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A version of the cover art for Andrew Bird’s The Swimming Hour
Today, Ryan, 37, is one of the most sought-after poster artists in the world. And his circle of collectors has started to widen as a new era of poster art begins. “This is the largest organized art movement in America right now,” says Merle Becker, a New York–based filmmaker who recently completed a documentary on the subject. Her film, American Artifact, traces the rock poster movement from its 1960s heyday to its recent resurgence. When asked if the poster is art or advertisement, Becker answers: “It’s both. It’s art meant for advertising. A tremendous amount of work goes into every poster as much as every painting.”
“The past five years have been really key to having posters as a medium go from this side effect of having a band play to something that has [its] own audience and can stand alone,” says Ryan, who, in December, publishes his second book. Animals and Objects In and Out of Water (Akashic; $22.95) catalogs 100 or so of Ryan’s posters, each a testament to the artist’s distinct style. You could open any page in the book and know the image is a Jay Ryan creation from just a few telltale signs: the sketchbook quality of the lettering; the bold colors; and the sheer whimsy of the worlds he designs. In Ryan’s universe, kangaroos live side by side with fishes, woolly mammoths play guitar, and bears adeptly ride bicycles. The animals he draws are cute and cuddly, but something dark often lurks just beyond the pencil markings.
In person, Ryan is anything but dark. Most of his images, he says, come from listening to the lyrics of bands such as the Melvins, Bon Iver, Shellac, The Hold Steady. He’s a music guy—he has played bass in a band called Dianogah for 15 years. And though his roster of clients has expanded to include companies such as Patagonia, many are still musicians. “In music, the message is inherent,” he says. “It provides a purpose for the work and an inspiration—and a budget. The only rules are that you have to print it in some way on paper and convey who, what, when, where, and why. If you can work within the rules, then go.”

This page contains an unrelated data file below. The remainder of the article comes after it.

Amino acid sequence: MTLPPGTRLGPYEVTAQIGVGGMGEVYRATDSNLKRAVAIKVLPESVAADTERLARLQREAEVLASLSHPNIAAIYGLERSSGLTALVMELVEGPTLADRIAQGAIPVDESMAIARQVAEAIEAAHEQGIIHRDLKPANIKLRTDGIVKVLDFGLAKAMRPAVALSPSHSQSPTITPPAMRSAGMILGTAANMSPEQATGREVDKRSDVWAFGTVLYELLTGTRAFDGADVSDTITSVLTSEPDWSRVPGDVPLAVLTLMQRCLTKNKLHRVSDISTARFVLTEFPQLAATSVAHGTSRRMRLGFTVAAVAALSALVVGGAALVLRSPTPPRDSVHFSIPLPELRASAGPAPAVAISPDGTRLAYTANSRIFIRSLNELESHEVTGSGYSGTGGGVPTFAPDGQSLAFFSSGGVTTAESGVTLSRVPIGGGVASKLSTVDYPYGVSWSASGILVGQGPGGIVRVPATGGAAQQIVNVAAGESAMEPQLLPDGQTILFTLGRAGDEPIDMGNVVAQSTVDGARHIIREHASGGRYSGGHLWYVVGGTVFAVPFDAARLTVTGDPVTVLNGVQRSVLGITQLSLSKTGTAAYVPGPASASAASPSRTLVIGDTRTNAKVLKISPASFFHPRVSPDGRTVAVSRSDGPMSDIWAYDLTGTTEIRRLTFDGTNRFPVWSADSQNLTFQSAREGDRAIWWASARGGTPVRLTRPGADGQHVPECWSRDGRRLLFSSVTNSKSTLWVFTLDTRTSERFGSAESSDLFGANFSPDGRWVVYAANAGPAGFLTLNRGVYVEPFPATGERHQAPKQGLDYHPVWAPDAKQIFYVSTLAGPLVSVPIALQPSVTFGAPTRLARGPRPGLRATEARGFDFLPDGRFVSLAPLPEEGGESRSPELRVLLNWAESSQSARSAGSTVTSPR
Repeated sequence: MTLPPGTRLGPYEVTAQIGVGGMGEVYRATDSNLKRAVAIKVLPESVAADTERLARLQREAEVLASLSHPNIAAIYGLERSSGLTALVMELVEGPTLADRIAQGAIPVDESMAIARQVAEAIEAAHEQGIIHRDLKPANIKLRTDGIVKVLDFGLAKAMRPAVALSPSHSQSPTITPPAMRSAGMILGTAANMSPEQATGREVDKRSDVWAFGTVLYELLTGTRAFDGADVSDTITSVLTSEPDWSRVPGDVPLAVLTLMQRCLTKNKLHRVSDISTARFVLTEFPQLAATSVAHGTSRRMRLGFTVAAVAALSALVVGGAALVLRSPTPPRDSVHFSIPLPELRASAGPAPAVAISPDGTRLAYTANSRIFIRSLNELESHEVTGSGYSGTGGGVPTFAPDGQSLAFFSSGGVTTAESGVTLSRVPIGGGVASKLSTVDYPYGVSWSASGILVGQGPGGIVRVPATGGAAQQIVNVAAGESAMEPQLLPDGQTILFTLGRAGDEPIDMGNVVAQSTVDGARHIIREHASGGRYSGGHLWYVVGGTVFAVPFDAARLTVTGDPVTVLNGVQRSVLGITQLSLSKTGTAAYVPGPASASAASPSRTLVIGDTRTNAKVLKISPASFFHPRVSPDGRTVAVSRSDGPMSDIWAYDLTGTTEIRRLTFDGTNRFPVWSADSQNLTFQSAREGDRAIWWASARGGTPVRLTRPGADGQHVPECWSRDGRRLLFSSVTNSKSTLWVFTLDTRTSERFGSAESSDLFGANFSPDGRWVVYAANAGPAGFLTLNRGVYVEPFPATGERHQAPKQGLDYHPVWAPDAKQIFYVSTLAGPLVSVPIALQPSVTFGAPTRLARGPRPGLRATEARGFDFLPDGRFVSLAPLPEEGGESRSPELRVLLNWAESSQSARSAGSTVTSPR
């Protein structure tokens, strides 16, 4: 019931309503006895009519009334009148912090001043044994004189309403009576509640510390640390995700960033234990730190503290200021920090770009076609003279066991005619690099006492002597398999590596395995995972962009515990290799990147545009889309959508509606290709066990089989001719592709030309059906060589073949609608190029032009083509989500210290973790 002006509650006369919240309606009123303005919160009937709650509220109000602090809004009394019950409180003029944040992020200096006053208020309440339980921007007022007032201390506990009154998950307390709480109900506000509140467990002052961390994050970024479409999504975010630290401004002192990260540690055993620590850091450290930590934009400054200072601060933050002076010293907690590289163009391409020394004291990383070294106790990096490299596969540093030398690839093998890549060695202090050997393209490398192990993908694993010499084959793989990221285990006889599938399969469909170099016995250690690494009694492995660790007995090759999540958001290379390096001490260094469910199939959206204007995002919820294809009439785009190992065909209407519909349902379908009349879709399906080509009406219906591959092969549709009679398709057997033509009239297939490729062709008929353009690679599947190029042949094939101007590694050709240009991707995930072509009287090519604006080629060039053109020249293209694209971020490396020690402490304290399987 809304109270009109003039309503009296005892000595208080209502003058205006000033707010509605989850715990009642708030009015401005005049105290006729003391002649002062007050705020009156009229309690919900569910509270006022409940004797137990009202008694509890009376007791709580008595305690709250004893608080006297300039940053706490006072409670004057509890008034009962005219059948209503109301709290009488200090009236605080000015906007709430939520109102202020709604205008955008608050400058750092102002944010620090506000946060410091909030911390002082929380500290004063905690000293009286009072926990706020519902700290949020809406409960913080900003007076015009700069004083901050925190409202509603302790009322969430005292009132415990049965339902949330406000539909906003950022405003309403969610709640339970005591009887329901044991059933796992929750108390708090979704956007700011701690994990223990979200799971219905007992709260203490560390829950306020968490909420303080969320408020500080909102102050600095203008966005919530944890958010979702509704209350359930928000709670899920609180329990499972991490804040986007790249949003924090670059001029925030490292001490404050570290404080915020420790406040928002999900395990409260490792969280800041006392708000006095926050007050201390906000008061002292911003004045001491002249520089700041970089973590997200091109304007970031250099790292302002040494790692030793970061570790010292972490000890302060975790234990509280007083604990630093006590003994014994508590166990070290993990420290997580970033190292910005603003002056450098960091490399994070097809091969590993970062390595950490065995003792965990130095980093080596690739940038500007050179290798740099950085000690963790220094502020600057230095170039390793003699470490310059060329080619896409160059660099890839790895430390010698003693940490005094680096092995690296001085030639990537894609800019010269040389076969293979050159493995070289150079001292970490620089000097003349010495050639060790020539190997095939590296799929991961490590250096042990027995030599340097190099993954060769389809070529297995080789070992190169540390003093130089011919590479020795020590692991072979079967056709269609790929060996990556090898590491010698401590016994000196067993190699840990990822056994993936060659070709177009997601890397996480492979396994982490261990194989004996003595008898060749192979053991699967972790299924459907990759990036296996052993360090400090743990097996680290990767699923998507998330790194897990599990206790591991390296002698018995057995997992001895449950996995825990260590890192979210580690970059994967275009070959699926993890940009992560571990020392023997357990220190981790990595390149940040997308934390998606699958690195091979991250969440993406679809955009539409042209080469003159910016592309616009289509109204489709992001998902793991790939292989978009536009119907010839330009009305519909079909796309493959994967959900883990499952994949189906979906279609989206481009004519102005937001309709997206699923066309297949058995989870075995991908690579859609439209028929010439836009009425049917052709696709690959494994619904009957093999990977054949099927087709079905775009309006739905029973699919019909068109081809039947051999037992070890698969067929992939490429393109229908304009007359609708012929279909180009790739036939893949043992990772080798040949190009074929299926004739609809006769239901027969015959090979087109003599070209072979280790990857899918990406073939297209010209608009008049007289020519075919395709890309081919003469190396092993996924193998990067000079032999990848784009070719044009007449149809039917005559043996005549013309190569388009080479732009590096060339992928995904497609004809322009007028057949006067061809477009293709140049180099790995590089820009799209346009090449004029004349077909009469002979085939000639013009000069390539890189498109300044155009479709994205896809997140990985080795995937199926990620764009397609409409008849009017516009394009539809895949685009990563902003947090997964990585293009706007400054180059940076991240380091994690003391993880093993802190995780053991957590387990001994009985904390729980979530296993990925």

Ryan sells much of his work online, but the process he uses—screen printing—is refreshingly analog. He doesn’t use a computer, and most of the printing is done on two presses that sit inside his modest print shop, which he calls The Bird Machine. (He was reading Haruki Murakami’s The Wind-Up Bird Chronicle when he named his business.) The back of the building, which he renovated himself, opens up like a garage, letting in copious amounts of sunlight and the smell of cinnamon from a nearby bakery. Inside, there’s a darkroom, a bathtub for washing the screens used for printing, and a refrigerator that houses a variety of beers.
His father wanders in. One of the advantages of owning your own business is that you can employ your dad: Jack Ryan handles all of the finances and mail orders. Other advantages: You can take your dog to the office. And cultivate a small garden in back. And draw pictures at your kitchen table. Jay Ryan’s latest sketch shows a shark swimming beside a bizarre coterie of animals: a pterodactyl, a platypus, some bugs. It’s part of a folio of prints to be sold to benefit a friend with an advanced form of cancer.
Once a drawing is finished, Ryan heads to Kinko’s, where the piece is transferred onto an overhead transparency. Back at the studio, the next steps involve cutting rubylith (a mask for making screen prints) and putting it atop a homemade light box (which exposes the image onto a synthetic polyfiber mesh screen). Before flipping the light box switch, Ryan gently places a swath of felt onto the screen and secures it with four phone books. He gets distracted when Seth, the greyhound, starts eating the dirt from a potted plant.
Photography: Jay Ryan
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